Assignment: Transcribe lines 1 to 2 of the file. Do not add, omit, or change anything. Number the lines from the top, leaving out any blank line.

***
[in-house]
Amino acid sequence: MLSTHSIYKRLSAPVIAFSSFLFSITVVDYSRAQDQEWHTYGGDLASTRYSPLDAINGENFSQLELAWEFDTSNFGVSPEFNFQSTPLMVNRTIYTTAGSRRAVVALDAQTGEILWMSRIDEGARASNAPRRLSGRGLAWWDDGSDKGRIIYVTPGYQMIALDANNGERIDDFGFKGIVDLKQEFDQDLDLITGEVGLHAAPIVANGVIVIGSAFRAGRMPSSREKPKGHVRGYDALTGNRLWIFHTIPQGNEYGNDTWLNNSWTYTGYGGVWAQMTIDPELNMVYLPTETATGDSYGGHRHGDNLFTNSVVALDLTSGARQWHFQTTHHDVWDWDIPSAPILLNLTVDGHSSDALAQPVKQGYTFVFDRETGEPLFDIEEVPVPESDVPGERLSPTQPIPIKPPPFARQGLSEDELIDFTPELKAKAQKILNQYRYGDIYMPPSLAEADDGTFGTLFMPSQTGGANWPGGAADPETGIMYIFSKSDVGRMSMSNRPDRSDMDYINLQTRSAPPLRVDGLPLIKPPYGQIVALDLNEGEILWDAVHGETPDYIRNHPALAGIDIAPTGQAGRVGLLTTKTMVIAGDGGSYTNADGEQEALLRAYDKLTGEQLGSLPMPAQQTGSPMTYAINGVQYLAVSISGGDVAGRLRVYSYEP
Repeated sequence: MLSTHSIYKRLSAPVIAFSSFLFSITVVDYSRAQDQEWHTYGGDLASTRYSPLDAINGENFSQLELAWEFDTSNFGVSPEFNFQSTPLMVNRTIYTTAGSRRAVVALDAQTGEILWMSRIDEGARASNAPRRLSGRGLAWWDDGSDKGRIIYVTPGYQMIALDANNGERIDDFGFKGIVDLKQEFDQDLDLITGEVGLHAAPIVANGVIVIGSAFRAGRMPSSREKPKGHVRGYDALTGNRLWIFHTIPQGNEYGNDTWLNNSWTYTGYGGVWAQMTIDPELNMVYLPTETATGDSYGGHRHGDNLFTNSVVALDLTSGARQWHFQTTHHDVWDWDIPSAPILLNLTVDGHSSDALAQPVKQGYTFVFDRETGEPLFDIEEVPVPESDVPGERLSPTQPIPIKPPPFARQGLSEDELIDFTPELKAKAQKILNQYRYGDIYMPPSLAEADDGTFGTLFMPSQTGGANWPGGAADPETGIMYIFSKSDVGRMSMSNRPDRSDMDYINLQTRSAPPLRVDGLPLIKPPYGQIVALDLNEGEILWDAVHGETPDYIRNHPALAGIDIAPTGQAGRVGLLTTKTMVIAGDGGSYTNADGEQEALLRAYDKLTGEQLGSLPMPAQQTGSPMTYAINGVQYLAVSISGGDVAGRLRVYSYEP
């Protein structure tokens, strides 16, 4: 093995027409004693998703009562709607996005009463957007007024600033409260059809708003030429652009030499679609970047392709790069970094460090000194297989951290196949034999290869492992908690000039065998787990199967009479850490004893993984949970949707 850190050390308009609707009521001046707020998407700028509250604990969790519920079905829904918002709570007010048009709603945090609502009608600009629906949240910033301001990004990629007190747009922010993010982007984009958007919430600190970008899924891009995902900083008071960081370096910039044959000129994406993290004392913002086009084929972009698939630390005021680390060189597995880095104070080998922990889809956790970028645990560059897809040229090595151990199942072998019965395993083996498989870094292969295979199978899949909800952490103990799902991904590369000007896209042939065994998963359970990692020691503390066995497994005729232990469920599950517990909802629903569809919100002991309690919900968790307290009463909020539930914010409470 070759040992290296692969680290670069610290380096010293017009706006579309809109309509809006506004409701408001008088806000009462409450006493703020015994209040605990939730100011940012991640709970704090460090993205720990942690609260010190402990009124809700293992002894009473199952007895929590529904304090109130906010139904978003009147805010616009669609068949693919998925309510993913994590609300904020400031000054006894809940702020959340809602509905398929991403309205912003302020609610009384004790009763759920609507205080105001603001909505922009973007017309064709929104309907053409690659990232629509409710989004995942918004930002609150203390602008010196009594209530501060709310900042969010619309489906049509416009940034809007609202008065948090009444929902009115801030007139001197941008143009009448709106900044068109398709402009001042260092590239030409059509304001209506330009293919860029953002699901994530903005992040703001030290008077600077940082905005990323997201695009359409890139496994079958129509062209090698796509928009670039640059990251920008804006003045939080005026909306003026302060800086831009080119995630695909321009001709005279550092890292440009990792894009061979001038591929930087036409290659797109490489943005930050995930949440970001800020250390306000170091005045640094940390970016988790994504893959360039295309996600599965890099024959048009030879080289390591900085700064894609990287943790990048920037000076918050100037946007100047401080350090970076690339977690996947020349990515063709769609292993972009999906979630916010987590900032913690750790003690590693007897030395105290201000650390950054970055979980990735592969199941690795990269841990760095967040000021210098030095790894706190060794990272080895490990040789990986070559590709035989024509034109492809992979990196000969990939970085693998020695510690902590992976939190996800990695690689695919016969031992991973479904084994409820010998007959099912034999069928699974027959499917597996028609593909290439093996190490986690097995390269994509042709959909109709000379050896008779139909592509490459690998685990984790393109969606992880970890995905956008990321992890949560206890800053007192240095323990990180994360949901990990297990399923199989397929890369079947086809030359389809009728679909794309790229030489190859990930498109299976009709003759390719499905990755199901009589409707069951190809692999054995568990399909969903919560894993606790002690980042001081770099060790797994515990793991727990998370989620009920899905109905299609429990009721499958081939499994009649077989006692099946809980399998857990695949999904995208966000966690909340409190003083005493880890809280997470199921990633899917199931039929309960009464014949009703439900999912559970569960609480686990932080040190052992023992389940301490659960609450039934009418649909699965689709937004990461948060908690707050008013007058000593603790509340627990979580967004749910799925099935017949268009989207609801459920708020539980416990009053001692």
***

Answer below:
[in-house]
Amino acid sequence: MLSTHSIYKRLSAPVIAFSSFLFSITVVDYSRAQDQEWHTYGGDLASTRYSPLDAINGENFSQLELAWEFDTSNFGVSPEFNFQSTPLMVNRTIYTTAGSRRAVVALDAQTGEILWMSRIDEGARASNAPRRLSGRGLAWWDDGSDKGRIIYVTPGYQMIALDANNGERIDDFGFKGIVDLKQEFDQDLDLITGEVGLHAAPIVANGVIVIGSAFRAGRMPSSREKPKGHVRGYDALTGNRLWIFHTIPQGNEYGNDTWLNNSWTYTGYGGVWAQMTIDPELNMVYLPTETATGDSYGGHRHGDNLFTNSVVALDLTSGARQWHFQTTHHDVWDWDIPSAPILLNLTVDGHSSDALAQPVKQGYTFVFDRETGEPLFDIEEVPVPESDVPGERLSPTQPIPIKPPPFARQGLSEDELIDFTPELKAKAQKILNQYRYGDIYMPPSLAEADDGTFGTLFMPSQTGGANWPGGAADPETGIMYIFSKSDVGRMSMSNRPDRSDMDYINLQTRSAPPLRVDGLPLIKPPYGQIVALDLNEGEILWDAVHGETPDYIRNHPALAGIDIAPTGQAGRVGLLTTKTMVIAGDGGSYTNADGEQEALLRAYDKLTGEQLGSLPMPAQQTGSPMTYAINGVQYLAVSISGGDVAGRLRVYSYEP